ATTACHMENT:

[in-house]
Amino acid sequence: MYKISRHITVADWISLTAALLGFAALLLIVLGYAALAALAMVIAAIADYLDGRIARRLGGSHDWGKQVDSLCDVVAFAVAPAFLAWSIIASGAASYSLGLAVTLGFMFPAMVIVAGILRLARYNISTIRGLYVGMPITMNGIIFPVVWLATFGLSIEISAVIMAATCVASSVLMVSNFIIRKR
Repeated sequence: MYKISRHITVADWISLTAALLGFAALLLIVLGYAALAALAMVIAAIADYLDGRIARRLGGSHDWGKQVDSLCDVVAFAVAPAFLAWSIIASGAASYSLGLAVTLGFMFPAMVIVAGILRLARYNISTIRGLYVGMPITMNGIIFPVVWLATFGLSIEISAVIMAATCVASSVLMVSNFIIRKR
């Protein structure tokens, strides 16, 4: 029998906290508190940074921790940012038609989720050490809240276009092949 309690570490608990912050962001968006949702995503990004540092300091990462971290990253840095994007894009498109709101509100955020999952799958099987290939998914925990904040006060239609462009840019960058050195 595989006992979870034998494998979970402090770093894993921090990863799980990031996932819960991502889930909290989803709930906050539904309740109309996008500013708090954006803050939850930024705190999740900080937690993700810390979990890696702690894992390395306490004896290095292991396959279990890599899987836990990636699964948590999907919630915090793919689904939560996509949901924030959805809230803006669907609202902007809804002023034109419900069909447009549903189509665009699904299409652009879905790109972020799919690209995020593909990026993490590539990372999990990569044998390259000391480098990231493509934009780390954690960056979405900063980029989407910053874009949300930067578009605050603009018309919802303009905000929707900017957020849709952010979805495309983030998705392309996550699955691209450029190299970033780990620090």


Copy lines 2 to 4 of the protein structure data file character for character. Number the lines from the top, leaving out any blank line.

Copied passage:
Amino acid sequence: MYKISRHITVADWISLTAALLGFAALLLIVLGYAALAALAMVIAAIADYLDGRIARRLGGSHDWGKQVDSLCDVVAFAVAPAFLAWSIIASGAASYSLGLAVTLGFMFPAMVIVAGILRLARYNISTIRGLYVGMPITMNGIIFPVVWLATFGLSIEISAVIMAATCVASSVLMVSNFIIRKR
Repeated sequence: MYKISRHITVADWISLTAALLGFAALLLIVLGYAALAALAMVIAAIADYLDGRIARRLGGSHDWGKQVDSLCDVVAFAVAPAFLAWSIIASGAASYSLGLAVTLGFMFPAMVIVAGILRLARYNISTIRGLYVGMPITMNGIIFPVVWLATFGLSIEISAVIMAATCVASSVLMVSNFIIRKR
């Protein structure tokens, strides 16, 4: 029998906290508190940074921790940012038609989720050490809240276009092949 309690570490608990912050962001968006949702995503990004540092300091990462971290990253840095994007894009498109709101509100955020999952799958099987290939998914925990904040006060239609462009840019960058050195 595989006992979870034998494998979970402090770093894993921090990863799980990031996932819960991502889930909290989803709930906050539904309740109309996008500013708090954006803050939850930024705190999740900080937690993700810390979990890696702690894992390395306490004896290095292991396959279990890599899987836990990636699964948590999907919630915090793919689904939560996509949901924030959805809230803006669907609202902007809804002023034109419900069909447009549903189509665009699904299409652009879905790109972020799919690209995020593909990026993490590539990372999990990569044998390259000391480098990231493509934009780390954690960056979405900063980029989407910053874009949300930067578009605050603009018309919802303009905000929707900017957020849709952010979805495309983030998705392309996550699955691209450029190299970033780990620090």